May was a quiet month for markets, and portfolios delivered solid gains. June has started with heightened political uncertainty in the UK, although we had reduced our exposure to UK equities ahead of the election.
May was a relatively quiet month for global financial markets, with equity prices generally edging up to new highs. The biggest market influence was the fall in political risk in Europe following the second round of the French elections, which lifted European bond and equity prices.
For the start of June, the big event of course has been the UK general election and its unexpected result.
Market reaction to UK election
Not surprisingly, sterling bore the brunt of the sudden change in UK politics at the end of last week. With a fragile minority government, and the possibility of another general election, we saw the pound fall by more than 2% against the US dollar on the Friday after the election.
The FTSE 100 – UK large companies – rose in value following the election result, by almost 1%. This was to be expected, as these companies’ foreign earnings benefitted from the lower pound, boosting the value of their stock prices.
Conversely, more domestically-focused, smaller, companies (i.e. the FTSE 250) were largely unchanged during the day.
None of these market and currency movements were surprising, given the election result.
The question now is around what happens going forward: how does this minority government govern; how does it push policies through; how does it negotiate Brexit with the EU? We expect to see a lot of volatility in the pound as these machinations flow through into markets.
Reasonable performance for Nutmeg portfolios
Looking back at May, our fully managed portfolios had a reasonable month. Our highest risk portfolios delivered returns of up to 2%, while medium risk portfolios delivered around 1% to 1.5%.
For June, to date, we’ve experienced favourable market conditions for portfolios. Generally, markets have been rising, edging up to new highs with small gains, and we’ve also seen some positive returns from bonds.
Defensive, strategic changes to portfolios
In the final run-up to the UK election, the polls narrowed and the likelihood of a hung parliament or Labour victory increased. As a result, we took measures to lessen our exposure to UK equities ahead of the election by reducing our holdings in large and mid-sized UK companies – we’re now holding less UK equities than normal – and increasing our holdings in Swiss and broader European equities.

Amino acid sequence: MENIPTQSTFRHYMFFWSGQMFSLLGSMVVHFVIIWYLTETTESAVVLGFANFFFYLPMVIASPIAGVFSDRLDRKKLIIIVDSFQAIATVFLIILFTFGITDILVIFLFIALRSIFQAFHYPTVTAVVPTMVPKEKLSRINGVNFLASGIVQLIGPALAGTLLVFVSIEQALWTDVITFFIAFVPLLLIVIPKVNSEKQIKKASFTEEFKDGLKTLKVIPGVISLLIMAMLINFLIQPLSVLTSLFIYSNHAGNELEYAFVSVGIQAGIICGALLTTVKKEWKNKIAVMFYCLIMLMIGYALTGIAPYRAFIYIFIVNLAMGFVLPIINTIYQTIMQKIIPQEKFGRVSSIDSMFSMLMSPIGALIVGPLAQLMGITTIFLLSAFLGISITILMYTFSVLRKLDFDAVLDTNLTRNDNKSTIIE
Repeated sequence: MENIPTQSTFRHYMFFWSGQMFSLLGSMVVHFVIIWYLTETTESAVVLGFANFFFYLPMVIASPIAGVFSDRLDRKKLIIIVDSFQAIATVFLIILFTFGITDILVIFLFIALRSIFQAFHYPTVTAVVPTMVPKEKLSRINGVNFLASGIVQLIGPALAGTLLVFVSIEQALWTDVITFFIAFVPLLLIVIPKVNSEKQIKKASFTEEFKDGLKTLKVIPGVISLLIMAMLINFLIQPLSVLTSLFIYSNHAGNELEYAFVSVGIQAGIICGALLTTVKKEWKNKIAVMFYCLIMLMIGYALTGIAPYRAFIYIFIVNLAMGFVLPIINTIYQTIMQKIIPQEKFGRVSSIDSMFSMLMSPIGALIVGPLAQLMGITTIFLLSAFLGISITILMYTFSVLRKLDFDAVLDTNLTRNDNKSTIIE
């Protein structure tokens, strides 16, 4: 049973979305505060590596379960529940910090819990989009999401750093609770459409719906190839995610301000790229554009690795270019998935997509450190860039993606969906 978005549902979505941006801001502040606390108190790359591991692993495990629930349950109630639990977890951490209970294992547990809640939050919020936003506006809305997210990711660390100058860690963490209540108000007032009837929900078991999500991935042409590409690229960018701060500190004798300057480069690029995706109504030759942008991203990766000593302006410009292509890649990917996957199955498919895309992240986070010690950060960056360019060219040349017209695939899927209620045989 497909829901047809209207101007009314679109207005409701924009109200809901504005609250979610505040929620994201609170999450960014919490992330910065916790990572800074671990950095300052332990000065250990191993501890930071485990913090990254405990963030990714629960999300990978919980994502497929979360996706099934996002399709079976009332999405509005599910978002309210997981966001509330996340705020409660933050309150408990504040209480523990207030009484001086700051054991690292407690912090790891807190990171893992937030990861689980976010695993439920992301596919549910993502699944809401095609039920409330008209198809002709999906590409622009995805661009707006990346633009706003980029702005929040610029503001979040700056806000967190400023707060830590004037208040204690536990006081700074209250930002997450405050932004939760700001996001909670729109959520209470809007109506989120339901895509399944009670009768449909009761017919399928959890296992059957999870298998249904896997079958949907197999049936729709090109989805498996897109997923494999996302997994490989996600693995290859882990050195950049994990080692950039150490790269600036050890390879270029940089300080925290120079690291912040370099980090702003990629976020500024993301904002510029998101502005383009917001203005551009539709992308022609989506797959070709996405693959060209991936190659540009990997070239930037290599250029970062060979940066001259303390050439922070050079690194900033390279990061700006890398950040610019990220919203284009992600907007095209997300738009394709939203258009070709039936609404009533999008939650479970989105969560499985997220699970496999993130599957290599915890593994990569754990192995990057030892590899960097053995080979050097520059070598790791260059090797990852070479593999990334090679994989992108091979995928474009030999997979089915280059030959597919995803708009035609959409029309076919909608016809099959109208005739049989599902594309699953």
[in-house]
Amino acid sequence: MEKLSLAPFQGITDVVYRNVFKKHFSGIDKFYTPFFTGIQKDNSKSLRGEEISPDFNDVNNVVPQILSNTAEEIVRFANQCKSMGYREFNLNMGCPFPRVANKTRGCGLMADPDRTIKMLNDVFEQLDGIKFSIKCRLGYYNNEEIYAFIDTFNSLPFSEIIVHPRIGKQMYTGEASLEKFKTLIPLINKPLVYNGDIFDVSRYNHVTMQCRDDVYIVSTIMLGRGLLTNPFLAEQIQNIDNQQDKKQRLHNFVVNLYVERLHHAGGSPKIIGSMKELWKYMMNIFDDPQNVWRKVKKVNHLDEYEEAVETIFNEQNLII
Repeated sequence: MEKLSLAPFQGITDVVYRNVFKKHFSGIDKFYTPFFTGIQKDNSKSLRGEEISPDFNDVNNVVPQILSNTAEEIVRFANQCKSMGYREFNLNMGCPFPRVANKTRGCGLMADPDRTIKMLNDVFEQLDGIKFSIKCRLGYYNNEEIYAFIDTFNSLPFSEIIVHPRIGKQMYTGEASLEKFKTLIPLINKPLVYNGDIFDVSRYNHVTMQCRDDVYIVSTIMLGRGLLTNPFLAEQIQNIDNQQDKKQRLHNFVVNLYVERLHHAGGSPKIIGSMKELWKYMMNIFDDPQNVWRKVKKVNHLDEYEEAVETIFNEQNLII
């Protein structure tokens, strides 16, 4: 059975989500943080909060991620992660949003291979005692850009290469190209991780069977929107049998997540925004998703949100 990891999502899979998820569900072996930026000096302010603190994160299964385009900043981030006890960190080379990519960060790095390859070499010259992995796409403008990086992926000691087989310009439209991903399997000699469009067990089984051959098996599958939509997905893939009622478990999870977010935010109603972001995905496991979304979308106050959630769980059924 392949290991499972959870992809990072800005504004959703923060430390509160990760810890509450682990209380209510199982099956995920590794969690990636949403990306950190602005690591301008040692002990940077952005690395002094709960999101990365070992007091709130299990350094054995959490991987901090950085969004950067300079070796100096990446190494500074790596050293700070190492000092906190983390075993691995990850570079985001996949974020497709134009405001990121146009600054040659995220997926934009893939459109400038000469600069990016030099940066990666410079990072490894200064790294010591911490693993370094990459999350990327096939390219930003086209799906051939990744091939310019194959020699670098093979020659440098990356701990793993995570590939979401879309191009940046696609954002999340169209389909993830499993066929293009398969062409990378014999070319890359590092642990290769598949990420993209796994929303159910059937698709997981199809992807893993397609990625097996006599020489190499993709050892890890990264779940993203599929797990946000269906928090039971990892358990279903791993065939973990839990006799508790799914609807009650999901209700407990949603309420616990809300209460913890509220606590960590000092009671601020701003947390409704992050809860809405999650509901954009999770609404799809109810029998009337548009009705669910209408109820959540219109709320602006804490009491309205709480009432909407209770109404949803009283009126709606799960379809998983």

What’s in store for markets over the coming months?
Given the heightened political uncertainty here in the UK, aside from movements in the pound, Brexit is probably the most important driver for UK financial market prices.
We think the election result moves the UK towards a softer Brexit – prioritising open trade with Europe, as opposed to closing our borders and stopping the free movement of people.
With a now-weakened government, it’s likely we’ll move closer to the EU’s line of a softer, smoother Brexit. There appears to be a growing consensus within parliament for a softer Brexit, but it’s going to be difficult to get there within the next two years. A good result for the UK would be an agreement for a transitional period that extends for several years beyond EU exit in March 2019, but of course all the remaining 27 EU states would need to agree to that.
Taking all of this into account, there’s going to be quite a different ebb and flow for the markets and the pound is going to take most of the brunt. If the pound strengthens on the view that we’re moving towards a softer Brexit, we expect to see UK equities underperform other global equity markets. As ever, in times like this it pays to hold a well-diversified, global, investment portfolio.
About this update: this update was filmed on 12 June 2017 and covers figures for the full month of May 2017 unless otherwise stated.
Risk warning: As with all investing, your capital is at risk. The value of your portfolio with Nutmeg can go down as well as up and you may get back less than you invest. Past or future performance indicators are not a reliable indicator of future performance.